On my first trip to Washington, D.C., with fellow advocate Patrick Bellon, we pushed hard for the VA to grant temporary disability ratings for veterans who had been waiting over one year.
The above picture above was of me talking with Patrick at a hearing on that trip. VA’s Tom Murphy was testifying about why VA is unable to reign in the disability compensation program.
This week, I came to Washington D.C. to get answers. I met with Under Secretary Allison Hickey to discuss the possibility of implementing the temporary grant as a way to reduce the backlog immediately. Apparently the advice did not fall on deaf ears.
Today, VA announced it would accept that platform. While I know there may have been many veteran organization pushing for the same thing, I am proud that Patrick and I were a part of the solution.
Read their news release below:
VA to Expedite Claims Decisions for Veterans Who Have Waited a Year or More
WASHINGTON – The Department of Veterans Affairs announced today it is implementing an initiative to expedite compensation claims decisions for Veterans who have waited one year or longer. Effective today, VA claims raters will make provisional decisions on the oldest claims in inventory, which will allow Veterans to begin collecting compensation benefits more quickly, if eligible. Veterans will be able to submit additional evidence for consideration a full year after the provisional rating, before the VA issues a final decision.
“Too many Veterans wait too long for a decision, and this has never been acceptable,” said VA Secretary Eric Shinseki. “That is why we are implementing an aggressive plan to eliminate the backlog in 2015. This initiative is the right thing to do now for Veterans who have waited the longest.”
Provisional decisions will be based on all evidence provided to date by the Veteran or obtained on their behalf by VA. If a VA medical examination is needed to decide the claim, it will be ordered and expedited.
“Issuing provisional decisions not only provides Veterans with applicable benefits much more quickly, but also gives them an additional one-year safety net to submit further evidence should it become available. Our door will remain open and if a Veteran has additional evidence, their case will be fast tracked,” said Allison Hickey, Undersecretary for Benefits.
If any increase is determined to be warranted based on the additional evidence received, benefits will be retroactive to the date the claim was initially filed. The initiative protects the Veteran’s right to appeal the decision. If no further evidence is received within that year, VBA will inform the Veteran that their rating is final and provide information on the standard appeals process, which can be found at https://www.bva.va.gov/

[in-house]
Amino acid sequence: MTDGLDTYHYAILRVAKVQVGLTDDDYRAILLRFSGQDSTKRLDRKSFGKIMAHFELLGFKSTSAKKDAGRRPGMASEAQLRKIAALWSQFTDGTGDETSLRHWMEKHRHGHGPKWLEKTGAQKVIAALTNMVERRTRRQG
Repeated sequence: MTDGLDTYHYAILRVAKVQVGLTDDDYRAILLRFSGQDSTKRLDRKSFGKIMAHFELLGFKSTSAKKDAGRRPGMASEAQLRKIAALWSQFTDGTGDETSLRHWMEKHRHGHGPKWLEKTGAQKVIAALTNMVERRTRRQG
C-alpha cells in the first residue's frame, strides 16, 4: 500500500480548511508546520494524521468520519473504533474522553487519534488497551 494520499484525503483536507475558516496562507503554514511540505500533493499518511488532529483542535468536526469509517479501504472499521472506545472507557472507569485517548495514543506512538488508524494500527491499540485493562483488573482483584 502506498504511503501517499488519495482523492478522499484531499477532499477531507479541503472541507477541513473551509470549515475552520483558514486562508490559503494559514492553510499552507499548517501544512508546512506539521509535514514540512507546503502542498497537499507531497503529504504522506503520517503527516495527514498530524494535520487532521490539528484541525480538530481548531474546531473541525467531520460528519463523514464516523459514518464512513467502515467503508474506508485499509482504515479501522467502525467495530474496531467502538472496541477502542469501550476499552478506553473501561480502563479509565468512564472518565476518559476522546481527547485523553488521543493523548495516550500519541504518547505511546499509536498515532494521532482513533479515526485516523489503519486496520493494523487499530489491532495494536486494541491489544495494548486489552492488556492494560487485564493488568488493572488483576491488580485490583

Throughout this initiative, VA will continue to prioritize claims for homeless
Veterans and those claiming financial hardship, the terminally ill, former Prisoners of War, Medal of Honor recipients, and Veterans filing Fully Developed Claims. More information about filing Fully Developed Claims is available at: https://www.benefits.va.gov/transformation/fastclaims/
Claims for Wounded Warriors separating from the military for medical reasons will continue to be handled separately and on a priority basis with the Department of Defense through the Integrated Disability Evaluation System (IDES). Wounded Warriors separating through IDES currently receive VA compensation benefits in an average of 61 days following their separation from service.
As a result of this initiative, metrics used to track benefits claims will experience significant fluctuations. The focus on processing the oldest claims will cause the overall measure of the average length of time to complete a claim—currently 286 days— to skew, rising significantly in the near term because of the number of old claims that will be completed. Over time, as the backlog of oldest claims is cleared and more of the incoming claims are processed electronically through VA’s new paperless processing system, VA’s average time to complete claims will significantly improve. In addition, the average days pending metric– or the average age of a claim in the inventory – will decrease, since the oldest claims will no longer be part of the inventory.
While compensation claims are pending, eligible Veterans are able to receive healthcare and other benefits from VA. Veterans who have served in recent conflicts are eligible for 5 years of free healthcare from VA. Currently, over 55% of returning Iraq and Afghanistan Veterans are using VA health care, a rate of utilization greater than previous generations of Veterans.
Veterans can learn more about disability benefits on the joint Department of Defense—VA web portal eBenefits at: https://www.ebenefits.va.gov/ebenefits-portal/ebenefits.portal